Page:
Social Networking, Supplier Engagement, Contract Management: Do We Need a Big Step Forward? (Part 2)

- March 7, 2012 7:03 AM
Categories: Jason Busch, Suppliers, Technology |

In the first post in this series, we shared some of Tim Cummins’ musings on how social networking and communities could have a role in the world of partner (i.e., customer, supplier) selection and contract management. In the second installment in this series, we’ll toss out a few additional ideas for discussion and debate on the same topic. Perhaps most important to start with is the “Big Step Forward” that we see about to take shape in the next generation of procurement and contract management products involving social networking and social communities. Some of the tools we’ve seen include social networking (internal, with trusted suppliers and with suppliers on a network) as a core component within sourcing, supplier management and contract management modules. In other words, when these tools begin to ship en masse, companies will have a controlled means of enabling social networking and community within sourcing, buying, vendor management and contracting processes with the flick of a switch.

For example, in the context of creating a new RFI for a given category, a sourcing manager could click an icon and query the extended organization in a Facebook-like update, question and comment thread about any potential clauses or surveys that should be considered based on any range of new criteria — geography, supply market dynamics, divisional requirements, etc. But arguably more powerful than this, as Tim Cummins describes in his post, would be an automated function that prompts category managers to include specific areas to probe on in an RFI based not only on policy, but the actions of others in the network (e.g., a certain number of updates or tags involving a particular supplier, supply market or geography might prompt a particular action).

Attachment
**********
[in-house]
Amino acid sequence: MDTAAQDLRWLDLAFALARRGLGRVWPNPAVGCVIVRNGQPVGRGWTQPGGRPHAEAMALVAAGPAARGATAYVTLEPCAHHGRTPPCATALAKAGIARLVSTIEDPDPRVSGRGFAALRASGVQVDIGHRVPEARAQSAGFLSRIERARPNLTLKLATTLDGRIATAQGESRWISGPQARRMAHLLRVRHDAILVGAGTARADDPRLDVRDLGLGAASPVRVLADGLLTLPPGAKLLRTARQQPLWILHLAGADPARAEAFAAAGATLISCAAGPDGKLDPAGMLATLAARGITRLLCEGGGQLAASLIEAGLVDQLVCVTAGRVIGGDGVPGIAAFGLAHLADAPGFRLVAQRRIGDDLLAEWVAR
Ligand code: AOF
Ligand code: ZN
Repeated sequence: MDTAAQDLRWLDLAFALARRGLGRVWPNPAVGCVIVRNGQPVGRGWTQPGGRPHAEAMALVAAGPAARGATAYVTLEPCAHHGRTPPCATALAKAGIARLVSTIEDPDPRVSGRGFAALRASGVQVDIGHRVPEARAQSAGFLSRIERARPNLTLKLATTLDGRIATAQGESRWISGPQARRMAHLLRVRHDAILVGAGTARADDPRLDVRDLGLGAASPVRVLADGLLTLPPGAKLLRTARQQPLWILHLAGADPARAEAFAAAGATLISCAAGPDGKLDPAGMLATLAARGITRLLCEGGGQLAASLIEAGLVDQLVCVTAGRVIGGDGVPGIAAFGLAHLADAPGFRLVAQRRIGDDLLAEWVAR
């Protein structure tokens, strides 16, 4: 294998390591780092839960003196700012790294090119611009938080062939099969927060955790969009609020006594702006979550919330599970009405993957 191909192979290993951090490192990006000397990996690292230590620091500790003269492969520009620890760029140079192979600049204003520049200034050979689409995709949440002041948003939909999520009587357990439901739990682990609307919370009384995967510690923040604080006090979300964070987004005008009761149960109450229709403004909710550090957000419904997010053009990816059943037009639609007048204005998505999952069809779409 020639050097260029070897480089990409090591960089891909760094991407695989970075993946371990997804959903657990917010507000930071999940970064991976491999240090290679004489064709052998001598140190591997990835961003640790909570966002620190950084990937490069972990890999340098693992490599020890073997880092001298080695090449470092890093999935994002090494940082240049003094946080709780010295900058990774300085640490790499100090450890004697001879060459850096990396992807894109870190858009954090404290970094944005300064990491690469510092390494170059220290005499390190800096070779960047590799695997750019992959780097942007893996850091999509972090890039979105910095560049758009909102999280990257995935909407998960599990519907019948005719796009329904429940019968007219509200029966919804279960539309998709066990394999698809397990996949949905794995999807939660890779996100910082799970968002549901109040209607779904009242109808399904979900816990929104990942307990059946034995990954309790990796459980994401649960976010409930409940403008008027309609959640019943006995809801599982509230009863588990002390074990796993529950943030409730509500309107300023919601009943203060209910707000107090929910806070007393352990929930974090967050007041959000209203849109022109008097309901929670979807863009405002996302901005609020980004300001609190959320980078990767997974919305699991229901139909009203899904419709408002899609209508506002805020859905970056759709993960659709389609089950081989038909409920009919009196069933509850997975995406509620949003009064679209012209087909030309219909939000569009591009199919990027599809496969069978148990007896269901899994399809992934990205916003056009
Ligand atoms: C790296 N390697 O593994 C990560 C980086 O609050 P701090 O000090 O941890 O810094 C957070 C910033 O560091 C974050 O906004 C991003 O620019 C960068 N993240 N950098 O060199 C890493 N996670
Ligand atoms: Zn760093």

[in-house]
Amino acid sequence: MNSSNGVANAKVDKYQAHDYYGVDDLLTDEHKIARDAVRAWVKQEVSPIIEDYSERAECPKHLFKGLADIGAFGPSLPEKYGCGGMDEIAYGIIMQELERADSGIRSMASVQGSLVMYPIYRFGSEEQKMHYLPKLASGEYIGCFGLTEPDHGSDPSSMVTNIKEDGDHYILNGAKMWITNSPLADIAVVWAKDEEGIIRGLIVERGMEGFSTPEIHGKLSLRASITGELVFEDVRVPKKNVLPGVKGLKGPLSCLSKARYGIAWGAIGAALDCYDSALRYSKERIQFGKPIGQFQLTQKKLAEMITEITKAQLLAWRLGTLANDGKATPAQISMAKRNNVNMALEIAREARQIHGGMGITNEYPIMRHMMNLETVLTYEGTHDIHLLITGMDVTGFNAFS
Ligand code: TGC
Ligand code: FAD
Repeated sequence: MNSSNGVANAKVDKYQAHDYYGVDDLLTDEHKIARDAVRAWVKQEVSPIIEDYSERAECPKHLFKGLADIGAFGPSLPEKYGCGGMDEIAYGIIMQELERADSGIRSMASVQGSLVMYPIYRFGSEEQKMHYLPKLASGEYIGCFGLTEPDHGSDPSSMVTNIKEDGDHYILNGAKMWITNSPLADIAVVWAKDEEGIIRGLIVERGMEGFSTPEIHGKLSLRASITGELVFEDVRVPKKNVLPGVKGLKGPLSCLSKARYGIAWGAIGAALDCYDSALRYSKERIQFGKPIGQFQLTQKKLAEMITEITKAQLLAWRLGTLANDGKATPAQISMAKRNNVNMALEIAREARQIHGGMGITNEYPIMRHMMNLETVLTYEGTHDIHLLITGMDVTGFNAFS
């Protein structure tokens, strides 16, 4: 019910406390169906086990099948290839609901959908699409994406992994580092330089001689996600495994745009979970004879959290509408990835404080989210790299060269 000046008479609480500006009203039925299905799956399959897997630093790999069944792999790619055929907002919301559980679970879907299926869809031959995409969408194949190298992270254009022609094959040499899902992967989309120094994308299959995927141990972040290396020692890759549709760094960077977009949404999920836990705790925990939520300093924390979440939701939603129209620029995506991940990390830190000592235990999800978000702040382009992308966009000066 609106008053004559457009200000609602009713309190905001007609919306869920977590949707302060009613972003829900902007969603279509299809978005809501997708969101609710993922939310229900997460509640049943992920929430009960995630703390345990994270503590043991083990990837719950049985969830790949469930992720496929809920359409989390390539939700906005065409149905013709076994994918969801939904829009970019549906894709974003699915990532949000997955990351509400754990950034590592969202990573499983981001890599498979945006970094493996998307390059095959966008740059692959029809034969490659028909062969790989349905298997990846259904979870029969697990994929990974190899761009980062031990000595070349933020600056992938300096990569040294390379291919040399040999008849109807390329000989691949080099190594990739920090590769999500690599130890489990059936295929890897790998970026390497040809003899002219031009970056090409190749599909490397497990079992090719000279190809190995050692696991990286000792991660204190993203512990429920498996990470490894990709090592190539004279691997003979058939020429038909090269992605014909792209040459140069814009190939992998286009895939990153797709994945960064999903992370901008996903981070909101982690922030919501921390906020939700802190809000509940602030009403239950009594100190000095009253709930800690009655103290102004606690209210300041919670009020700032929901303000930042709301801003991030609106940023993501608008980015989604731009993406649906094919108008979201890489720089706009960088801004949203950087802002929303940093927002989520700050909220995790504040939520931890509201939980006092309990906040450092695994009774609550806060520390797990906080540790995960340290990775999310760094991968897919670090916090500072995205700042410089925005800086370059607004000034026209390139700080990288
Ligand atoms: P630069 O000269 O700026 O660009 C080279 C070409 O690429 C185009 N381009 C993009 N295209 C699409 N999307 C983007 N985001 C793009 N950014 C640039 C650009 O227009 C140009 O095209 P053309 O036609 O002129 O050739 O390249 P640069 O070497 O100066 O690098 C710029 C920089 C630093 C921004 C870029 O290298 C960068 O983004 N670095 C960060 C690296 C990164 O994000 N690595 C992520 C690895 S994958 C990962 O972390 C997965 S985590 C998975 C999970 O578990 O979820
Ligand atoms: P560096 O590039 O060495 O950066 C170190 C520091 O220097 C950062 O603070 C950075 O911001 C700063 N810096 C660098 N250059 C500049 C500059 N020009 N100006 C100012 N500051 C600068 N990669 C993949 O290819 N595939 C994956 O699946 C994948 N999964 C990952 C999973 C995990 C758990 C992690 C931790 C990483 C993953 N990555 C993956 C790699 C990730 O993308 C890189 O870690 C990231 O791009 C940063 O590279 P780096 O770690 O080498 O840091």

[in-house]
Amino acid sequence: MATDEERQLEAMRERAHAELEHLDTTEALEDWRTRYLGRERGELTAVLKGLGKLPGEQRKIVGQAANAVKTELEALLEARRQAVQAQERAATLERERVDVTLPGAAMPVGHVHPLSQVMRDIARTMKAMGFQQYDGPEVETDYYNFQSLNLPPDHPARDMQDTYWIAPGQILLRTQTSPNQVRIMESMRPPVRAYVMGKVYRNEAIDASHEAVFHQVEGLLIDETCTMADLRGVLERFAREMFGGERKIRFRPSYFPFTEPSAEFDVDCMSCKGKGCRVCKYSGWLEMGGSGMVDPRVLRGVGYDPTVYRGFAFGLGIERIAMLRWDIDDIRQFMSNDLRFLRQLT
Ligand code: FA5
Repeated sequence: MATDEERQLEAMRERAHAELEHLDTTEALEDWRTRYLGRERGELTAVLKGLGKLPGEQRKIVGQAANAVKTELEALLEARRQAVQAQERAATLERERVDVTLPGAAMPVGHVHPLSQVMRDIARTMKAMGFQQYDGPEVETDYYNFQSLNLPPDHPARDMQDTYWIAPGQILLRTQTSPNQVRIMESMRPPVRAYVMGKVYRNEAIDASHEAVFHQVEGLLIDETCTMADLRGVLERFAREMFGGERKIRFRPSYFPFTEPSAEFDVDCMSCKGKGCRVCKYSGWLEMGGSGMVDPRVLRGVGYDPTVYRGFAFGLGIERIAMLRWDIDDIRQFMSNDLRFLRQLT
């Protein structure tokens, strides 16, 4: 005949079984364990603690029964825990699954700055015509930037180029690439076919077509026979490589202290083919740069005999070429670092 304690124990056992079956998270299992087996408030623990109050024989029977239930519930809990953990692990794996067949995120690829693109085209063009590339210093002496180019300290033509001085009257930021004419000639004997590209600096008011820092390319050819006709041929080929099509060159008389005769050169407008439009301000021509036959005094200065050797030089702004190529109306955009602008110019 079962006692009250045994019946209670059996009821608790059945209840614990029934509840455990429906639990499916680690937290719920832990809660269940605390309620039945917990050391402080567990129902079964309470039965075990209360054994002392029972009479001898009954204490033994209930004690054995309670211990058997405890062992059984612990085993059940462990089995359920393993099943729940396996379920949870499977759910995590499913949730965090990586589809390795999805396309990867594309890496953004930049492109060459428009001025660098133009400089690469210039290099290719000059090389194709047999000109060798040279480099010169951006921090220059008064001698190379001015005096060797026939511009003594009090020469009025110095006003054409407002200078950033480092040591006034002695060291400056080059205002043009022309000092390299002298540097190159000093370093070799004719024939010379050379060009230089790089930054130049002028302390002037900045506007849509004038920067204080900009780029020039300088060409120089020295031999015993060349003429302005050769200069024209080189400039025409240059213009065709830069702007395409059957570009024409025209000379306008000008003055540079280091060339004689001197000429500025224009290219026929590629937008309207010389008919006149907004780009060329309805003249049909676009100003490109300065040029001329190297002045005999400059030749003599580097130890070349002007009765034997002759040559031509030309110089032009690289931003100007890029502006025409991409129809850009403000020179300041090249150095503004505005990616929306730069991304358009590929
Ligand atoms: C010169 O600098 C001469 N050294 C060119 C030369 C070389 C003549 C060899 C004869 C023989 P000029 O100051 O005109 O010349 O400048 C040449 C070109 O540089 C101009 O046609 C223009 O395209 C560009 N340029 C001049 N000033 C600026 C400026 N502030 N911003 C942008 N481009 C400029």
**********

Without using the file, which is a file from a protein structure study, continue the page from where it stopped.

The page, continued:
Then, for supplier selection and ultimately contracting and final T&C negotiation, the application could follow a similar approach by suggesting or requiring certain actions, terms, clauses, sign-offs, etc. based upon not only general rules and requirements, but the broader marketplace dynamic as shown through the distributed intelligence of others inside the company — including their own questions, tags, profile updates, activities — plus activity in the market as evidenced and confirmed by third-party information sources (e.g., newsfeeds, supplier past performance supplier credit and network ratings). Imagine, for a moment, the concept of adding a dynamic component to clause libraries requiring certain prompts and recommendations for enhanced or beefed-up elements for new contracts or renewals based on the underlying organizational and distributed social intelligence of the company.

It’s possible. And here at Spend Matters, we think it will likely come sooner than you think, owing to both generational shifts and underlying technology availability with procurement and contract management toolsets that will begin to shift with social components and community built-in at the core as a start — and ultimately predictive capabilities based on the social community and network as well.

- Jason Busch

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